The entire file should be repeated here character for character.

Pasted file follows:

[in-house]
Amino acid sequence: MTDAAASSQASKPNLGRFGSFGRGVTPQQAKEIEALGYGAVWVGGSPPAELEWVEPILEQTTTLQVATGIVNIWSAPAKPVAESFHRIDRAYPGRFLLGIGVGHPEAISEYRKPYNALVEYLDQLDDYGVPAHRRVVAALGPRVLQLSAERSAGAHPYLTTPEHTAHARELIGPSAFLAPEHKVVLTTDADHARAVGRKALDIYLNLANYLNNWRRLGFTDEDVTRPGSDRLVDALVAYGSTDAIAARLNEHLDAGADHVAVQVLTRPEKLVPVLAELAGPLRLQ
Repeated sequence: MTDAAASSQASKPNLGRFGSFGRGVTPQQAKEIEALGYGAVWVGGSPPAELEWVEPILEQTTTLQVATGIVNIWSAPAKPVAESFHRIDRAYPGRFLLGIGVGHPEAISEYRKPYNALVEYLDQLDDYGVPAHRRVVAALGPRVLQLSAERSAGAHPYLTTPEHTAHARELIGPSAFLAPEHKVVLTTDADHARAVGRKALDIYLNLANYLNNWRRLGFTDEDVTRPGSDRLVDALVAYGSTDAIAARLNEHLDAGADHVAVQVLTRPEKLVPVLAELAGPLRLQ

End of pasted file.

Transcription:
[in-house]
Amino acid sequence: MTDAAASSQASKPNLGRFGSFGRGVTPQQAKEIEALGYGAVWVGGSPPAELEWVEPILEQTTTLQVATGIVNIWSAPAKPVAESFHRIDRAYPGRFLLGIGVGHPEAISEYRKPYNALVEYLDQLDDYGVPAHRRVVAALGPRVLQLSAERSAGAHPYLTTPEHTAHARELIGPSAFLAPEHKVVLTTDADHARAVGRKALDIYLNLANYLNNWRRLGFTDEDVTRPGSDRLVDALVAYGSTDAIAARLNEHLDAGADHVAVQVLTRPEKLVPVLAELAGPLRLQ
Repeated sequence: MTDAAASSQASKPNLGRFGSFGRGVTPQQAKEIEALGYGAVWVGGSPPAELEWVEPILEQTTTLQVATGIVNIWSAPAKPVAESFHRIDRAYPGRFLLGIGVGHPEAISEYRKPYNALVEYLDQLDDYGVPAHRRVVAALGPRVLQLSAERSAGAHPYLTTPEHTAHARELIGPSAFLAPEHKVVLTTDADHARAVGRKALDIYLNLANYLNNWRRLGFTDEDVTRPGSDRLVDALVAYGSTDAIAARLNEHLDAGADHVAVQVLTRPEKLVPVLAELAGPLRLQ